Part of what keeps my husband and I careful in our marriage is realizing how often I can encounter people my husband works with. We try to avoid backbiting and gossip, which can happen when you discuss private details about someone or something with friends, family members, neighbors, or coworkers. Whatever private information you know should be considered confidential. You may also be tempted to communicate a complaint about others to someone else to earn sympathy. Talking negatively about other’s behavior or character even in a casual way is backbiting. If the people you speak to then spread what you said to others, it becomes gossip, and you become the source of that gossip. As gossip moves from one person to the next, the information often becomes distorted and embellished, which may cause harm or embarrassment to you and others. Backbiting negatively affects both the speaker and the listener, as well as the person who is talked about. The Baha’i teachings say:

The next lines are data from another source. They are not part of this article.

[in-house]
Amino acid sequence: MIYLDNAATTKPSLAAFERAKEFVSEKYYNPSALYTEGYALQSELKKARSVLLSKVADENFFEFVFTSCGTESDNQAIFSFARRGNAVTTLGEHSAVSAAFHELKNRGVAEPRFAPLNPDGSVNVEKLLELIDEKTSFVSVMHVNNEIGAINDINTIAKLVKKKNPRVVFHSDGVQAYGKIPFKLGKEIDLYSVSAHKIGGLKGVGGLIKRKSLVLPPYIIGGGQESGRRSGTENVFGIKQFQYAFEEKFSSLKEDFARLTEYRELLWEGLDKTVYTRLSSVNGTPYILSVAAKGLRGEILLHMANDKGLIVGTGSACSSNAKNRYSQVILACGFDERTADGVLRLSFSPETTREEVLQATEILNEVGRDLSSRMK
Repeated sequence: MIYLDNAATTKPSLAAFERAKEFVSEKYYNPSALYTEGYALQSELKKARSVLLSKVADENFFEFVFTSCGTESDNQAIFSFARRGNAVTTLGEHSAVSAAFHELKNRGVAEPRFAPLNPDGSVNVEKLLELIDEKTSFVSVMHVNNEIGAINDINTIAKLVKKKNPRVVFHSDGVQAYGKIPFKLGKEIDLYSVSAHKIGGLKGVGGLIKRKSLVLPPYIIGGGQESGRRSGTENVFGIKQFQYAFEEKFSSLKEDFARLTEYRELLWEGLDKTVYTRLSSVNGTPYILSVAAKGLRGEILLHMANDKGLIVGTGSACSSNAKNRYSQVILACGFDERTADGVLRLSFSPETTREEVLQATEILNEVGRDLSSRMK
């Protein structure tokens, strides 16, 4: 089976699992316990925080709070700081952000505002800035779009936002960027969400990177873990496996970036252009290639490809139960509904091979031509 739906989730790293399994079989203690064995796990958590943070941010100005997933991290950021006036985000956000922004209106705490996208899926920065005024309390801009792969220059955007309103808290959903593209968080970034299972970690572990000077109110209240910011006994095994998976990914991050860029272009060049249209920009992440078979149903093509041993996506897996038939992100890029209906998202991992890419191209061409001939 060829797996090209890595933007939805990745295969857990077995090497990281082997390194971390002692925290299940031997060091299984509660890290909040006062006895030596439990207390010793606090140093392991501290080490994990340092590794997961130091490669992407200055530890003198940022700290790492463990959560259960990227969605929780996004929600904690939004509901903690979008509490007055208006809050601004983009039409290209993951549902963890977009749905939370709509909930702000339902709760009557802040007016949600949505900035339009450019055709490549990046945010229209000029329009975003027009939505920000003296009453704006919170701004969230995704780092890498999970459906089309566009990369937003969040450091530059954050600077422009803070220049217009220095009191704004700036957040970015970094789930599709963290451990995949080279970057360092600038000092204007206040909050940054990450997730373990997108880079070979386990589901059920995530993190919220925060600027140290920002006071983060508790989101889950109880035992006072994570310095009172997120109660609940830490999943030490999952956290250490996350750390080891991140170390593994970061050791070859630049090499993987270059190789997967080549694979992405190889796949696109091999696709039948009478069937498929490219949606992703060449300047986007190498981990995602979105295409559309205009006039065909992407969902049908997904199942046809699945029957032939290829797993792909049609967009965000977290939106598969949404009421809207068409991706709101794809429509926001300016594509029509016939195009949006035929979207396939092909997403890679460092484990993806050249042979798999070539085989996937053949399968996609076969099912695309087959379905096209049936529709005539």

…the tongue is a smoldering fire, and excess of speech a deadly poison. Material fire consumeth the body, whereas the fire of the tongue devoureth both heart and soul. The force of the former lasteth but for a time, whilst the effects of the latter endureth a century. …regard backbiting as grievous error, and keep… aloof from its dominion, inasmuch as backbiting quencheth the light of the heart, and extinguisheth the life of the soul. – Baha’u’llah, Gleanings from the Writings of Baha’u’llah, pp. 264-265.

At times, a spouse or friend may share something negative about others with you. Unless this involves important facts you might not otherwise learn, especially if related to your safety or well-being, consider it backbiting, and avoid it. The people of Ghana share this wisdom: “Those who speak to you about others will speak to others about you.”

You may have to be very firm with others to stop them from backbiting. My husband and I find we often grapple with how to address people backbiting about him in the office, something that makes us both upset. We regularly pray for his protection from harm and the strengthening of his ability to foster unity with those he works with. It can also be helpful to begin sharing something positive about the person under discussion instead.